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vince has been for ever forced from the yoke piness and destinies of hundreds of millions will of the Mantchoo Emperor, and, in all proba- be in his hands, and the amount of good or bility, long ere these lines are in type, Pekin evil he may achieve it is impossible now to will have fallen, and the unfortunate Hièn-foung predict. Since the days of Mahomet, no one will have been deposed! What religion, what man has ever attained such eminence with such institutions, Tien-tè, or his representative, may slight pretensions, and, as it appeared at the then establish, it remains to be seen. The hap- outset, with such slender prospects of success.

Chang-chow and Tang-wang have both lately succumbed to the insurgents, though not without severe loss to the latter. At Tang-wa the inhabitants en masse, though sanctioning the ejectment of the mandarins, have refused to allow the insurgents to have any thing to do with the government, and have proceeded to declare themselves free and independent burgesses, who could govern for themselves. We have just learnt that the main body of the insurgents still remains at Nankin, Chin-kiang-foo, and on the northern banks of the Yang

tse-kiang. They have taken Tai-ping-foo, a city of great strength to the westward of Nankin. No movement has been yet made northward, or in the direction of Soochow and Shanghai.

Mr. Taylor returned to Shanghai from visiting the insurgent general Loo at Chin-kiang-foo, who forwarded him on to Nankin on his expressing a wish to go there. The tents of the Imperial troops were distinctly seen from the walls of that city.

A FEW MORE WORDS ON INDIA,

I. An Act to provide for the Government of India. 20th August, 1853.
II. Précis of the Great Surat Case, compiled from official documents : being an illustration

of the mode in which justice is occasionally administered in Western India. Chesson:

Bombay, 1853. III. A history of the Sikhs, from the origin of the nation to the batlles of the Sutlej. By

Joseph CUNNINGHAM. Second Edition. Murray, 1853. IV. Plan for the future Government of India. By JAMES SILK BUCKINGHAM. 1853. THERE is a temporary lull in the storm of In- Every Director must henceforth acknowledge dian pamphlets. All the world is out of town; the Queen's Government of India after the folthe India Bill has passed ; the new Charter Act lowing fashionhas not come into operation; the machinery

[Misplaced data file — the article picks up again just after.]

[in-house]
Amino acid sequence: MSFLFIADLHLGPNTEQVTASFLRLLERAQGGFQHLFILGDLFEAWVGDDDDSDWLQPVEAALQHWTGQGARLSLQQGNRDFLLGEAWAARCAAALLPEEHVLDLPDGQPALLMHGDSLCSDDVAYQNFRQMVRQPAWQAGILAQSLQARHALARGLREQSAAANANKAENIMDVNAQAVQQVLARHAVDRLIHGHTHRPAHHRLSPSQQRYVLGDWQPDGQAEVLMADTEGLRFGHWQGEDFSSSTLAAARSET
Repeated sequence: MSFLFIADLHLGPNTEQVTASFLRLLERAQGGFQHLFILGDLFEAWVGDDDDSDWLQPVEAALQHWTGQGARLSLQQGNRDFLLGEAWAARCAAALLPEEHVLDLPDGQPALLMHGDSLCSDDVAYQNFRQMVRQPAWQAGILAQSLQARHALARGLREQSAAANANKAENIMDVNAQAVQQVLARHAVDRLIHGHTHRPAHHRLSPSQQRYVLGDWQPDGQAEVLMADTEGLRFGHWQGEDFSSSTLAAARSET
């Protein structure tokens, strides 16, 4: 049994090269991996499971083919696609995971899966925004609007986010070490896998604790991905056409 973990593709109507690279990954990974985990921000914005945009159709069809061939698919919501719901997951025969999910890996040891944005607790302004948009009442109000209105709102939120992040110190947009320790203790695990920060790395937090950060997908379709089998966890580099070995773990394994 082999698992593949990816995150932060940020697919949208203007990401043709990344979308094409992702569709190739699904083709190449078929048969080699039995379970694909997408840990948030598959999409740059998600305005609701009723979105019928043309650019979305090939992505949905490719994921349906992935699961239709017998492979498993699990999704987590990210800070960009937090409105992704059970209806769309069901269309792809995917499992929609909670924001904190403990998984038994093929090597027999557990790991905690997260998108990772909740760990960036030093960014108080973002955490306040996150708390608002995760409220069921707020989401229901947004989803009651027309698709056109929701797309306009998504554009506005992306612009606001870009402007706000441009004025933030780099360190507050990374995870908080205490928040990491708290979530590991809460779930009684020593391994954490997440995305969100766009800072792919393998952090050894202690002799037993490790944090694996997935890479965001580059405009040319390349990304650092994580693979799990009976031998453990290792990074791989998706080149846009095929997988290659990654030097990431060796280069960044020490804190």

“1, A. B., do swear that I will be faithful to Her for working it is scarcely beginning to be pre- Majesty Que

18 Lo de prc Majesty Queen Victoria, and will, to the best of my pared. Yet British interest in this great ques- ability, perform the duty assigned to me as a Director of tion was never higher than now; and we the East-India Company in the administration of the earnestly exhort our Indian fellow-subjects not

Government of India in trust for the Crown. So help to allow themselves to be discouraged by the

me God." apparent cessation of movement, but to renew Coupled with Section 35 (which was inserted and exercise their efforts for the enlightenment on the motion of Mr. Vernon Smith, and the of the public mind as to the nature of their purport of which is to place the President of grievances and the conditions of their redress. The India Board on the footing of a Secretary Much remains to be accomplished; but much of State), we cannot but regard this amendment has been achieved. When, this very day in the terms of the directorial oath of office as twelvemonth, we addressed our first article on one of the most significant among the many the measure then contemplated for the misrule indications now abroad of an intention to asof India to a public whose habitual heedless- sume, formally and openly, the reins of Indian ness but too well justified the despondency government into the Queen's hands; a transfer under which we wrote, was it possible to fore- of power virtually accomplished by the present see the change that has since come over the Act. The prospect thus afforded of the speedy English mind, the miscarriage of the Herries extinction of that useless, cumbrous, and ex. project, and the concessions—inadequate as they pensive pageant is one on which we cannot but are-which Parliament has at length made to congratulate our readers. that public opinion which it is our boast to We scarcely know whether we ought to dishave called into existence ?